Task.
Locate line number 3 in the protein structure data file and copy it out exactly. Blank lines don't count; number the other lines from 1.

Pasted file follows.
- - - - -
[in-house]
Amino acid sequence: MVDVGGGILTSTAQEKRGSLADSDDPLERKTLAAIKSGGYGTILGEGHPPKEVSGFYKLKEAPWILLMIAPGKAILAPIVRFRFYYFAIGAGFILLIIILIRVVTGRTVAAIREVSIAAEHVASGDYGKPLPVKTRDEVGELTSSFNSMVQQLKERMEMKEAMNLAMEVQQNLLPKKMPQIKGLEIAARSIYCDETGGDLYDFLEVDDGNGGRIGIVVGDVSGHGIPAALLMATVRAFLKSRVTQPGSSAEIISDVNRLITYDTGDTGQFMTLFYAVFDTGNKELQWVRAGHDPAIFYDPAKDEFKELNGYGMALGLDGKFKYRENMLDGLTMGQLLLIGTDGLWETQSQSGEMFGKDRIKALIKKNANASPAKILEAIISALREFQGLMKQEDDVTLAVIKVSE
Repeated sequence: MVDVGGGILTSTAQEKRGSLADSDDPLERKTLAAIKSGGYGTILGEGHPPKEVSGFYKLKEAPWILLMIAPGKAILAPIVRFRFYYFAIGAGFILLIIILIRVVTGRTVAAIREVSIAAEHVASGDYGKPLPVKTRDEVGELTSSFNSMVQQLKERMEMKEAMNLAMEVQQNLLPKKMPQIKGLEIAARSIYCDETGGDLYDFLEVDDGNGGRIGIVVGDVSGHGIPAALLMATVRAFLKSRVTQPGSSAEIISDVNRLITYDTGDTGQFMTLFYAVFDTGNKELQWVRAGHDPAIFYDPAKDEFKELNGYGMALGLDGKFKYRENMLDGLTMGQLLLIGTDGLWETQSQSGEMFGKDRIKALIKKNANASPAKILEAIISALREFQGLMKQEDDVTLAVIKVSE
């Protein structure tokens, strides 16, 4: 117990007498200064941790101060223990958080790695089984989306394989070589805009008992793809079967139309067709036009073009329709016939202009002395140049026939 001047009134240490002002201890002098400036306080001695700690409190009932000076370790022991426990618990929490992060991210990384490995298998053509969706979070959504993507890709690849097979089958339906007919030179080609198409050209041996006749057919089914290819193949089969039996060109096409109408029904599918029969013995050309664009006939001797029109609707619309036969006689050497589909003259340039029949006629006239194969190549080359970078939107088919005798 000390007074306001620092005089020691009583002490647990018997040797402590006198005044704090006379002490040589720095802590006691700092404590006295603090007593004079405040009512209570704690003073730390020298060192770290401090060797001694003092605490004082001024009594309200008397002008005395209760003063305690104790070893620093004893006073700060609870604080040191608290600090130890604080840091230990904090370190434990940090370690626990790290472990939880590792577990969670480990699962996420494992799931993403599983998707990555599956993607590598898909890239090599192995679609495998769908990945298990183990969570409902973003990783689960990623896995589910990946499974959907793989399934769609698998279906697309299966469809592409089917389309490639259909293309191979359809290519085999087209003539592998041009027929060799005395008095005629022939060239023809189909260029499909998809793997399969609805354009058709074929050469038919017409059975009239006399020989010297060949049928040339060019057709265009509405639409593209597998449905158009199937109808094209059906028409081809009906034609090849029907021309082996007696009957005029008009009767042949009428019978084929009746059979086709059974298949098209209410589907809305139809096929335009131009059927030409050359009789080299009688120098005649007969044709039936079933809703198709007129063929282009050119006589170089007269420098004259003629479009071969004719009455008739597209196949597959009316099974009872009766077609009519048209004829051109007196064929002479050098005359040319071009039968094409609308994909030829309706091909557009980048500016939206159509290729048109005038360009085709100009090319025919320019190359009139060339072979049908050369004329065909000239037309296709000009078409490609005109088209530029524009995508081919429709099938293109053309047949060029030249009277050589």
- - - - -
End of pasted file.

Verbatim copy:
Repeated sequence: MVDVGGGILTSTAQEKRGSLADSDDPLERKTLAAIKSGGYGTILGEGHPPKEVSGFYKLKEAPWILLMIAPGKAILAPIVRFRFYYFAIGAGFILLIIILIRVVTGRTVAAIREVSIAAEHVASGDYGKPLPVKTRDEVGELTSSFNSMVQQLKERMEMKEAMNLAMEVQQNLLPKKMPQIKGLEIAARSIYCDETGGDLYDFLEVDDGNGGRIGIVVGDVSGHGIPAALLMATVRAFLKSRVTQPGSSAEIISDVNRLITYDTGDTGQFMTLFYAVFDTGNKELQWVRAGHDPAIFYDPAKDEFKELNGYGMALGLDGKFKYRENMLDGLTMGQLLLIGTDGLWETQSQSGEMFGKDRIKALIKKNANASPAKILEAIISALREFQGLMKQEDDVTLAVIKVSE